Developing: Supreme Court Upholds Trump’s “Muslim Ban”

Protesters against the original "Muslim Ban" by the Trump Administration (AP)

The Supreme Court has upheld Donald Trump’s “Muslim ban” by a 5-4 vote, saying the bar on US entry to citizens of five mainly-Muslim countries is “squarely within the scope of Presidential authority”.

The justices had voted in December to allow the policy, hastily and chaotically implemented in January 2017 and then revised in March after initial judicial rejections, to take effect pending their full consideration.

Read the decision

Lower courts found that the ban denied the due process rights of entrants and that it constituted religious discrimination, in some cases citing Trump’s declarations on social media and in speeches.

But the Administration continued to maintain that the ban was justified on “national security” grounds, despite a lack of substantive threat by citizens of the affected countries. The Court covered the point by maintaining, “The entry restrictions on Muslim-majority nations are limited to countries that were previously designated by Congress or prior administrations as posing national security risks.”

The five justices upholding the ban set aside the evidence of religious discrimination in Trump’s tweets and public assertions, saying, “The Court must consider not only the statements of a particular President, but also the authority of the Presidency itself.”

The Supreme Court concluded that”the President has lawfully exercised the broad discretion granted to him” by the Constitution.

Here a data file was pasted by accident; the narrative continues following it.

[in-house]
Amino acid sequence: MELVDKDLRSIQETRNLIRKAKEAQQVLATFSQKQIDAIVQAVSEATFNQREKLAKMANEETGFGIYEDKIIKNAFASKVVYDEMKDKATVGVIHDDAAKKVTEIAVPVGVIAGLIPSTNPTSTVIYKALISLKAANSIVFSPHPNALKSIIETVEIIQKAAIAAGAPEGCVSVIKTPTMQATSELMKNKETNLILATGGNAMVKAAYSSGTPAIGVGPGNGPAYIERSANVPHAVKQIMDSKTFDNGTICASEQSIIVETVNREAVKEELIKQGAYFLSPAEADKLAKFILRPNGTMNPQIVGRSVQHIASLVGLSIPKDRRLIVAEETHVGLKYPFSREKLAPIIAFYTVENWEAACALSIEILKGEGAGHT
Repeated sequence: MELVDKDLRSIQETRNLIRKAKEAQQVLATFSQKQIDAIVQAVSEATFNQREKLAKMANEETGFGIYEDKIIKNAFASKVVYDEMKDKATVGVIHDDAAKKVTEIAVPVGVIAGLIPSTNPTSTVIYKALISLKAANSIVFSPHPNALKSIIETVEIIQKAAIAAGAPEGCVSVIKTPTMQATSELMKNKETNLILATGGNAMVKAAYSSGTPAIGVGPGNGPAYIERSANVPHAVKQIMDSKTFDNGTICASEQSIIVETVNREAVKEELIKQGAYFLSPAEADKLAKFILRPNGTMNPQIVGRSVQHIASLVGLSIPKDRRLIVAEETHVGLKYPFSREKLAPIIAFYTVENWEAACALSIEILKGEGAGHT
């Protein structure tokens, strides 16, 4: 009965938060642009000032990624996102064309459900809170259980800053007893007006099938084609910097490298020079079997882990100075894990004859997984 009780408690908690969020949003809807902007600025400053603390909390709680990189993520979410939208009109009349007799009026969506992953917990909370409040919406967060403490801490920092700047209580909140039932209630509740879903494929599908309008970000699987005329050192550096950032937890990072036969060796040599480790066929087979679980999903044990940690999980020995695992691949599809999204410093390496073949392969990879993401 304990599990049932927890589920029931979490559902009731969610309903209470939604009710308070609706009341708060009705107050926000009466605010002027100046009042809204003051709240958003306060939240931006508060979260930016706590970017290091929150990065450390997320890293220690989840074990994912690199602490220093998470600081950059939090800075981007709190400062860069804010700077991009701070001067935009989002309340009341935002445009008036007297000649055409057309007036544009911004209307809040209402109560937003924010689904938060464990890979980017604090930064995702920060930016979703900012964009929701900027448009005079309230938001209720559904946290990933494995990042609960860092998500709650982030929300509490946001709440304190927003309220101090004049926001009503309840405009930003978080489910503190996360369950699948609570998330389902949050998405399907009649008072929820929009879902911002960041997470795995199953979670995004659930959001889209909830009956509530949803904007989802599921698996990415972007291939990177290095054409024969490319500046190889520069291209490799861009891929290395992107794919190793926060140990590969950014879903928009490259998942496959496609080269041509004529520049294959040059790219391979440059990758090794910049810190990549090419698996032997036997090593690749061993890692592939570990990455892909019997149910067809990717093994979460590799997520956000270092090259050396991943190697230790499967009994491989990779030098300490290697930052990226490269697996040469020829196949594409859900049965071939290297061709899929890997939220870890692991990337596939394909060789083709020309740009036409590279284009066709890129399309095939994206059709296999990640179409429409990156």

Scott Lucas with Turkey’s TRT World on Monday about the impending Court decision:

The January 2017 ban was imposed on citizens of Iraq, Iran, Libya, Somalia, Syria, Yemen, and Sudan. Iraq was dropped from the list after protests by the Baghdad Government, and citizens of North Korea and Chad and some from Venezuela were added.

Chad was removed in April 2018 after improving “its identity-management and information sharing practices”, according to the Trump Administration.

The maneuvers helped the Administration win its case today, with the affirming justices citing the removals of Iraq, Chad, and Sudan as confirmation that the ban was being evaluated on national security grounds.

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Scott Lucas is Professor of International Politics at the University of Birmingham and editor-in-chief of EA WorldView. He is a specialist in US and British foreign policy and international relations, especially the Middle East and Iran. Formerly he worked as a journalist in the US, writing for newspapers including the Guardian and The Independent and was an essayist for The New Statesman before he founded EA WorldView in November 2008.

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